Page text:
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Mobile gaming driving revenue in the US

| By iGB Editorial Team
For a long time, the conversation in the gaming world was focused on mobile being the future of the industry. Now, in 2021, the future has officially arrived.

By Josh Walfish

Mobile gaming has skyrocketed, thanks partly to the pandemic. Between March 2018 and July 2020, Fortnite generated more than $745m (£536m) of revenue from its iOS platform.

While nearly half of users still spend $25 or less on mobile gaming per month because most games are still free to play, there is a definite uptick in revenue over the past few years. According to research from Interpret, nearly a quarter of iphone users spend more than $100 per month, and 22% of Android owners spend that much per month. In total, 45% of Android users spend at least $50 per month, slightly more than the 41% of iphone owners who hit the $50 threshold. 

Analysing the data

Our society is becoming more dependent on smartphones, with more than 90% of Americans owning a smartphone, and the rest of the developed world is only slightly behind the United States’ pace. It is not a surprise that revenue from mobile gaming is rising, but the growth rate is something sportsbooks need to keep an eye on in the future. The more the common gamers pour their money into mobile gaming, the more sportsbooks will need to be ready to pounce.

Already more than 40% of smartphone owners are paying at least $50 per month on games, which translates to $600 per year. That isn’t a small sum for most people, and a quarter of the users are up to at least $1,000 per year on mobile gaming. Simply put, the future used to be mobile gaming, but it is becoming increasingly apparent that the future is here and the switch from PC gaming to mobile gaming is vital.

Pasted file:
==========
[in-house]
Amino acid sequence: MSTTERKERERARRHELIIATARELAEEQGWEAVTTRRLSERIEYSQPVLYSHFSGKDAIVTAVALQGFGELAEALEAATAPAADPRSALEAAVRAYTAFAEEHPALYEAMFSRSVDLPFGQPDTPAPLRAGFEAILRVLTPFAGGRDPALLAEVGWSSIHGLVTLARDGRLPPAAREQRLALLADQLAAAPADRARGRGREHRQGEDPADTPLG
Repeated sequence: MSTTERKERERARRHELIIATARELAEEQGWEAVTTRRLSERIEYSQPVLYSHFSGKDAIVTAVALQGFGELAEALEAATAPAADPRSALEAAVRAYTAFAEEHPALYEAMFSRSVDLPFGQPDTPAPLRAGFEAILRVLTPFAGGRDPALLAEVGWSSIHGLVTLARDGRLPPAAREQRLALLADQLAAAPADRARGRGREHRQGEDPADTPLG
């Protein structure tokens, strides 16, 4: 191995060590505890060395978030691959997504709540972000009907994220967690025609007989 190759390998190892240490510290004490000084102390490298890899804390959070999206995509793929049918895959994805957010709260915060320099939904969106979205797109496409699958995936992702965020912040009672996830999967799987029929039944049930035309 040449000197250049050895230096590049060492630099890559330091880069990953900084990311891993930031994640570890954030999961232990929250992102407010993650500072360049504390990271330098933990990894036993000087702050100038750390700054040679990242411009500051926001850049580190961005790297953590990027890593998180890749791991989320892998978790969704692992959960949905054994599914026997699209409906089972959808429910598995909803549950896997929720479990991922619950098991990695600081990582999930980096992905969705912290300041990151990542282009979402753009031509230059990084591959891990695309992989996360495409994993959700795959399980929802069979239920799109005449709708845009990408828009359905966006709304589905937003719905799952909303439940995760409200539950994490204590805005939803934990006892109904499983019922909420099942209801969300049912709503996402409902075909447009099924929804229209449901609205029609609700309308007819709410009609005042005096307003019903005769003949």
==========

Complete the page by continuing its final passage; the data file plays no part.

Lessons from the data

The issue for sportsbooks offering esports options is that now is not the right time to roll out betting options on mobile gaming. While most users are starting to use mobile gaming more than PC or consoles, the competitive gaming world has not made the switch yet. Most of the money is still in traditional esports played on PCs, and the industry has not adapted tournaments on a massive scale to mobile.

There is also an issue with age demographics, as most of those playing mobile games are not old enough to wager. So it is plausible that any offerings on mobile gaming would miss the intended audience and not be as popular. The esports betting industry on PC-based games is on the upswing, and sportsbooks need to capitalise on that while keeping an eye on the future.

This is why sportsbooks need to begin compiling the requisite data to be prepared for when mobile gaming tournaments hit the mainstream. It is difficult to keep track and collect accurate statistics from the few tournaments for mobile gaming, but that data is the key to unlocking the future of betting on these mobile games. The sportsbooks cannot afford to be behind the times and need to be ready to capture the transition when bettors are ready to wager on mobile gaming.

The good news for sportsbooks is that the grunt work of getting caught up to speed on esports will help them prepare for the rise in mobile gaming. The more revenues begin to rise for game studios from mobile, the more their focus will be on mobile, which means the tournaments will begin in earnest. The infrastructure is in place for sportsbooks to handle that switch, as long as they can recognise the trend and get off to an early start preparing for the shift from PC to mobile. 

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